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Spanish PM, defense minister latest Pegasus spyware victims
Latest Spanish officials to detect Pegasus spyware on mobile devices
Spain's prime minister and defense minister are the latest elected officials to detect Pegasus spyware on their mobile phones, according to multiple media reports quoting Spanish authorities.
During a press conference on Monday, Félix Bolaños, the minister for the presidency, told reporters that cellphones of Spanish prime minister Pedro Sánchez and defense minister Margarita Robles were both infected by NSO's notorious surveillance software last year.
Sánchez's device was breached twice, and Robles' phone was breached once. Bolaños noted that a Spanish judge did not authorize these breaches, meaning "external" groups initiated the espionage.
"We have no doubt that this is an illicit, unauthorized intervention," Bolaños said at the press conference. "It comes from outside state organisms and it didn't have judicial authorization."
Phones of other government officials are under investigation to determine if additional Spanish lawmakers were targeted, he added.
- UK Prime Minister, Catalan groups 'targeted by NSO Pegasus spyware'
- European officials reportedly targeted by NSO spyware
- Whistleblower claims NSO offered 'bags of cash' for access to US phone networks
- US lawmakers want to put NSO Group, 3 other spyware makers out of business with fresh severe sanctions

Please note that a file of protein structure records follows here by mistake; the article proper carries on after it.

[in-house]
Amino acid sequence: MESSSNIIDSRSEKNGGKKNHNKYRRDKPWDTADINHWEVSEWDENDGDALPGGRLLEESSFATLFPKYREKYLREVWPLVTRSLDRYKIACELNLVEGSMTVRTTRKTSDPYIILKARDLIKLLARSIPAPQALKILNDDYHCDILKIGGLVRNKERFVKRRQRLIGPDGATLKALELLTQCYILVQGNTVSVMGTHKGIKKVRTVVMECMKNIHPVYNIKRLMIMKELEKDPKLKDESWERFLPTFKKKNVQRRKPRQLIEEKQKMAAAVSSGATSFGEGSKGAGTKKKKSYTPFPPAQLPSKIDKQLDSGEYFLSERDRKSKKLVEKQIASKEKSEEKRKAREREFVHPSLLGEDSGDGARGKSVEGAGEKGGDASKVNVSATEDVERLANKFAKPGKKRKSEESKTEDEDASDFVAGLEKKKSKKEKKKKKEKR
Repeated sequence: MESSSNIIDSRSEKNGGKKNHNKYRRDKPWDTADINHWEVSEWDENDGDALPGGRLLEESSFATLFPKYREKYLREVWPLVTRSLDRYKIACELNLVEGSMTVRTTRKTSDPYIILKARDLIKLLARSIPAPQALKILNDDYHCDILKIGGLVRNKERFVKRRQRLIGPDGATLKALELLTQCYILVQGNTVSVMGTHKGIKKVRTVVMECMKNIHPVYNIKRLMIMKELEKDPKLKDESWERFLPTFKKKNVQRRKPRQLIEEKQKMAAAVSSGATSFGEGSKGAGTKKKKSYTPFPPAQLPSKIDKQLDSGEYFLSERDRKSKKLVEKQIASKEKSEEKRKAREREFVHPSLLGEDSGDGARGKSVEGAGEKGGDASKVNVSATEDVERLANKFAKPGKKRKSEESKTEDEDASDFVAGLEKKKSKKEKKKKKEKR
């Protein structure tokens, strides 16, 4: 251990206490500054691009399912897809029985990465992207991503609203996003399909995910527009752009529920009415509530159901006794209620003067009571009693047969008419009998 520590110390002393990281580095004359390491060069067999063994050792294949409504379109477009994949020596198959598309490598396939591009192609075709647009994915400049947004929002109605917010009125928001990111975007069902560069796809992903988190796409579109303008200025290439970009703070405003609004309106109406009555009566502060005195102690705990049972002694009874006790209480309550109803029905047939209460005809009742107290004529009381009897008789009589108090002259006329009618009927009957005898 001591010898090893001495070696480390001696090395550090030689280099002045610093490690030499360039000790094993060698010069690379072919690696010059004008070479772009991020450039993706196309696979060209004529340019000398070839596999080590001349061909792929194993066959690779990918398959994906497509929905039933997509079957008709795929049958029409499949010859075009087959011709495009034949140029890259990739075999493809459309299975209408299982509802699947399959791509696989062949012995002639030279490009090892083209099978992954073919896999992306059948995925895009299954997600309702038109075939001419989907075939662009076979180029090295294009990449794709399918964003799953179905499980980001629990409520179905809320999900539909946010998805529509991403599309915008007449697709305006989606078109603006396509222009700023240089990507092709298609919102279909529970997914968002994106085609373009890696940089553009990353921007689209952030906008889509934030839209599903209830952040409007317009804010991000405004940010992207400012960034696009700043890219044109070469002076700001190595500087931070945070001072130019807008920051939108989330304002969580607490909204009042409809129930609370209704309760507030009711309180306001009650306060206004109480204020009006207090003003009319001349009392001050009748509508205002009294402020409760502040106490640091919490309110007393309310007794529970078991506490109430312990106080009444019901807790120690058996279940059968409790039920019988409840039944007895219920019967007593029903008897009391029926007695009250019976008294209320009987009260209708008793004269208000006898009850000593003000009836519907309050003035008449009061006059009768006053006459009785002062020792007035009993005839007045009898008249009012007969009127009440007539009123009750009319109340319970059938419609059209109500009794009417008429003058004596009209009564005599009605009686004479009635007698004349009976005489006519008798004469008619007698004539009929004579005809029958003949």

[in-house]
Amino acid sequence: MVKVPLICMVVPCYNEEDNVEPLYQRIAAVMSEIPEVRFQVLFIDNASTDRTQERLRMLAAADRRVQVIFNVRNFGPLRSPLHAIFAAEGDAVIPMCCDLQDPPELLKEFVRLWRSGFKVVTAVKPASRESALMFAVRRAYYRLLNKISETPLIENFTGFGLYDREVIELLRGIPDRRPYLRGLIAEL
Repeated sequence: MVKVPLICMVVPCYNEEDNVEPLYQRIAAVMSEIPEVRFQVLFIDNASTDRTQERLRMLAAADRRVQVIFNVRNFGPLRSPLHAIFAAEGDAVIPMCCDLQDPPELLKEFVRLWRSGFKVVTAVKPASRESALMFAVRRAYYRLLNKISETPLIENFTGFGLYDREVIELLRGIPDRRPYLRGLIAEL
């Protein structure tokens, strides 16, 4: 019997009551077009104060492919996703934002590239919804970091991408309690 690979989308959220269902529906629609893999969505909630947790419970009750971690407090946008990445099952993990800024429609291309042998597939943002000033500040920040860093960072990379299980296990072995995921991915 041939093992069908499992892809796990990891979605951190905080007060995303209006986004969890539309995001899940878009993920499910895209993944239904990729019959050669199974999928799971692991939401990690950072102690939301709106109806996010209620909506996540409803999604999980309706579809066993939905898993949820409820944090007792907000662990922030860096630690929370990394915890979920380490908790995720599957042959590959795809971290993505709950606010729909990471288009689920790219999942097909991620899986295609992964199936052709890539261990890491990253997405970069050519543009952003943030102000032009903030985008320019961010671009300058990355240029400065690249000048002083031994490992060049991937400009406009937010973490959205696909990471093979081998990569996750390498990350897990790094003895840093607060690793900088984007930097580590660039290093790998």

The allegations come just weeks after researchers reported finding Pegasus spyware on dozens of Catalan politicians and members of civil society groups.
In mid-April, Citizen Labs identified at least 63 individuals targeted with Pegasus, four others targeted with Windows surveillance software from Candiru, another Israel-based spyware maker that has also been sanctioned in the US.
The victims included members of the European Parliament, legislators, jurists, members of civil society, and every Catalan president since 2010.
Catalonia is an autonomous region within Spain where there's a decades-old politically divisive fight for national independence.
When reports surfaced about Pegasus spyware targeting Catalonians, attention turned to Madrid, which has not confirmed or denied that its national intelligence agency had a contract with NSO to use the surveillance software.
The Catalan president has said he suspects Spain's National Intelligence Center is behind the breaches and has called for an investigation into the matter.
The timing of the spyware being used against Spanish officials is also noteworthy: it allegedly occurred in May and June 2021, at a time when Madrid was involved in a political rift with Morocco over thousands of migrants crossing the border into its territory and domestic tensions over releasing jailed Catalonian separastist.
At the time when Citizen Labs reported the surveillance operation targeting Catalan politicians and activists, it also said it found Pegasus spyware targeting the UK Prime Minister's Office and what was formerly called the British Foreign and Commonwealth Office.
A week prior, reports surfaced that European Justice Commissioner Didier Reynders and at least four EU commission staffers were also targets.
On Wednesday, the European Parliament plenary is scheduled to debate the use of the Pegasus software by EU countries against individuals. ®